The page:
Click here to print this page

Planning Retirement Online


Nailing the right varnish!

December 2017

colourfully painted nails

Seeing last month’s pictures of policemen wearing blue nail varnish – albeit for a special event - brings home to our age that we are living in a different world!

Today men need to take care of their nails as much as women...but however we care for our nails, covering them with paint and varnish is not necessarily the healthiest way to go.

Today thank goodness nail varnishes are much improved on what was available just a few decades ago. Most of the nasty chemicals which could cause damage both to our nails and also to our health have now been removed. However, it is still well worth checking what is in the varnish. The solvent formaldehyde toluene used to be used extensively as a preservative and you really don’t want to be putting any varnish on your nails that still includes this. Look out to for synthetic preservatives parabens and also camphor which can help give a shiny finish...both these contain chemicals we really don’t want in our body.

Nails of course are fairly resistant to absorbing chemicals, but a worrying study at American’s Duke University showed that we can absorb chemicals through our nails including from nail polish. The study found that chemicals in nail polish can enter the bloodstream in noticeable amounts within as little as two hours of application. While this will be a small amount, over time it can begin to cause harm.  

The Duke University study particularly concentrated on triphenyl phosphate, or TPP, a product used in nail varnishes to make the paint stick more strongly to the nail.

On top of that, when painting our nails, we often accidently go over the edges and simply wipe off the varnish from our skin...but not before minute amounts may have already been absorbed. Plus of course we often inhale some of the chemicals during application.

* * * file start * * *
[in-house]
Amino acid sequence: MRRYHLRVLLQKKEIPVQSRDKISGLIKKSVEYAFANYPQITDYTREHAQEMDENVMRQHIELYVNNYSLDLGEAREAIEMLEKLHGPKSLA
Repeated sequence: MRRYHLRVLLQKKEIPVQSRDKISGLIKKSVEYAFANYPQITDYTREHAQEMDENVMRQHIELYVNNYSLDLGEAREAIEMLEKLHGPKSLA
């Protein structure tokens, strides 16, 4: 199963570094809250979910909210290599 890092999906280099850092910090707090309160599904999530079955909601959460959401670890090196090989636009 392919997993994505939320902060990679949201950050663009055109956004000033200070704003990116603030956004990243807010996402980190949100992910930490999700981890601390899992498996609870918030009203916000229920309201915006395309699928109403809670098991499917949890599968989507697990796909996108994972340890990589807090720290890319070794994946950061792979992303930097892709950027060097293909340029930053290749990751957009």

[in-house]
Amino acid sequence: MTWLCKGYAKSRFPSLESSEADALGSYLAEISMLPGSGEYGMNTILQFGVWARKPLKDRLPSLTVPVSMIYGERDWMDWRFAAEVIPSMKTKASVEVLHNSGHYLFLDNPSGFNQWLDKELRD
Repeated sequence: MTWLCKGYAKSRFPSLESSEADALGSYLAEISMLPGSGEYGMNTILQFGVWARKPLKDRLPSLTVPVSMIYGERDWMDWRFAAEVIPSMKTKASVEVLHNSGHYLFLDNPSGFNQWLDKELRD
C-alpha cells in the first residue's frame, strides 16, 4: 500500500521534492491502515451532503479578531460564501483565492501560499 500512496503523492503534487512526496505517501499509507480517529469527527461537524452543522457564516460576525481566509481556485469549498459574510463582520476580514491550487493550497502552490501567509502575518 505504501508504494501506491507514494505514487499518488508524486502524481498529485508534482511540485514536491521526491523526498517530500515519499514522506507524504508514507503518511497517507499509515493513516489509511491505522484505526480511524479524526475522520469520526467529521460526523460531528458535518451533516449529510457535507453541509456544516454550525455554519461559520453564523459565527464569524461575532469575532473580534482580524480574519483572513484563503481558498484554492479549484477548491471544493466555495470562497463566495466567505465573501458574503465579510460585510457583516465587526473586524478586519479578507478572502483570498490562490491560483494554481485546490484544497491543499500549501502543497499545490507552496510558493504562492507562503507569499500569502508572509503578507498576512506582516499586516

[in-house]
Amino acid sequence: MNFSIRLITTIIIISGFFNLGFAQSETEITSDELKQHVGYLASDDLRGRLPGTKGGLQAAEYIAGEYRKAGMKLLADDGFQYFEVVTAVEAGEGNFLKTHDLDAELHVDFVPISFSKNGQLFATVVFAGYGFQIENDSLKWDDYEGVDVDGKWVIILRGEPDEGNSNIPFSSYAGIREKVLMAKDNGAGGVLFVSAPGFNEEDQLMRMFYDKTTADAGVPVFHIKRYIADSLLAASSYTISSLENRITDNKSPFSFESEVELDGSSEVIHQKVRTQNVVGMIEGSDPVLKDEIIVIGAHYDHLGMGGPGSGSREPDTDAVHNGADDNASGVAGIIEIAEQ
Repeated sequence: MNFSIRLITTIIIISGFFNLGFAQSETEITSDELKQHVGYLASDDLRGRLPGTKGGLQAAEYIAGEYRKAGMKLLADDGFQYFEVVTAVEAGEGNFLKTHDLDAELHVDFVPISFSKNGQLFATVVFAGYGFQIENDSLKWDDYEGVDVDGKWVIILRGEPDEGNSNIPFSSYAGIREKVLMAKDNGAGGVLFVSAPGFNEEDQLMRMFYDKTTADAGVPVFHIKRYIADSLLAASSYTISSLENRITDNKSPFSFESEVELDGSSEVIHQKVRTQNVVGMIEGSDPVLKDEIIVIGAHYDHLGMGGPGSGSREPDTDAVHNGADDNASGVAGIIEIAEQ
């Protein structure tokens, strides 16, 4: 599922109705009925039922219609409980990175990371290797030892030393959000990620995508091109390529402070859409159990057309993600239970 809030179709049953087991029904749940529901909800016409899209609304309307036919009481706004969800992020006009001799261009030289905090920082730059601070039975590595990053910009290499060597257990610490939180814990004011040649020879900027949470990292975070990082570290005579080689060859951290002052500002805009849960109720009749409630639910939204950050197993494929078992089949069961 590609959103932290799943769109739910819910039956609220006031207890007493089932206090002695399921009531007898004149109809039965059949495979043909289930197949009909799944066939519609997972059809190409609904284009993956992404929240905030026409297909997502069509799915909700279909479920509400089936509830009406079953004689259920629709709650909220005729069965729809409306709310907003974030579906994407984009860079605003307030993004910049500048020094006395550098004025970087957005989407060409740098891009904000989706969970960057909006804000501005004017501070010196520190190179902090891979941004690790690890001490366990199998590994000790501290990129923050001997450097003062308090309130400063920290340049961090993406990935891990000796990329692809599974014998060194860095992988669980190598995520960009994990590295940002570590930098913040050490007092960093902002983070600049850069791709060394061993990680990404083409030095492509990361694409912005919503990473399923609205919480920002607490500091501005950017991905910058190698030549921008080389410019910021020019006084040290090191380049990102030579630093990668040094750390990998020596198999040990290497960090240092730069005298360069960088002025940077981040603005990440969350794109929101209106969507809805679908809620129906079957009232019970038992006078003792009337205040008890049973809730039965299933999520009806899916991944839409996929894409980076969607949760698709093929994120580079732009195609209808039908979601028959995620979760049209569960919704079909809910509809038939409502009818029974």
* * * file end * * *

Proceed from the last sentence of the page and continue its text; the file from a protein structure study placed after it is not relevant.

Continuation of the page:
Nail varnish remover is usually based around acetone, which can dehydrate the nail plate making it weak. An American researcher has said that acetone can eat through the nail tip and soak through membranes entering the body eventually causing liver damage, but there has been some doubt about this report as we are talking about minute levels. Nail technicians who work with these chemicals every day could be slightly more exposed, but even here most scientific reports state that acetone evaporates far too quickly to do any damage, even if the acetone reached the nail bed.

For most people, when choosing modern products and taking care to apply vanish carefully, the hazards are very low. But they are worth being aware of, especially for people who have been wearing nail varnish all their lives.

It is not only health damage that is being talked about in connection with nail varnish. Certain varnishes, especially those containing the above chemicals and also dibutyl phthalate, can contribute to brittleness, splitting and cracking in the nail. Fingers nails grow by 3mm a month, nails on the feet grow much more slowly, so it can take four to six months or more to recover the nail from this sort of damage.

So to keep nails healthy, it is good to give them a break from varnish every now and then. Polishes which include nourishing ingredients such as vitamins and oils can be beneficial. Manicures or applying cuticle oils and other treatments are all of course really beneficial.

Acrylic and gel are now widely used in the nail business, but here the main problem is the UV light that is used in the drying process. As with all UV light, there can be damage and so if you are regularly having gel nails applied, then rubbing in a sunscreen before you have it done can give useful protection.

With the festive season approaching, there is no need to suddenly be frightened of using nail varnish. But it is worth investing time on nail care and choosing the healthiest products and advice.

Back to LaterLife Interest Index

Bookmark This Share on Facebook Receive more like this


Latest Articles:

Health food of the month - Eggs

ostrich egg and chicken egg

Exotic eggs can also offer good nutrients
Duck eggs, quail eggs, Waitrose has even been known to sell ostrich eggs...but are they all the same, or are chicken eggs still the best choice?


AXA Health
Accept yourself

Couple smiling at each other

Our bodies go through many changes during our lives, but many of these changes are gradual, as a result of growing older. However, poor health can also alter the way we look and feel. Learning to live with and accept these differences can make the new us easier to adjust to.


Our sense of smell is not to be sniffed at

woman smelling tree blossom

Our smelling capability is based around two small odour detecting patches high up in the nasal passages. They are made up of around five or six million yellowish cells.


A spring in your step

field of daffodils

According to many areas of research, we do really feel happier when spring is on the way, even if the temperatures aren’t noticeably warmer.


Back to LaterLife Health Section

Visit our Pre-retirement Courses section here on laterlife or our dedicated Retirement Courses site


Advertise on

LaterLife Travel Insurance in Association with Avanti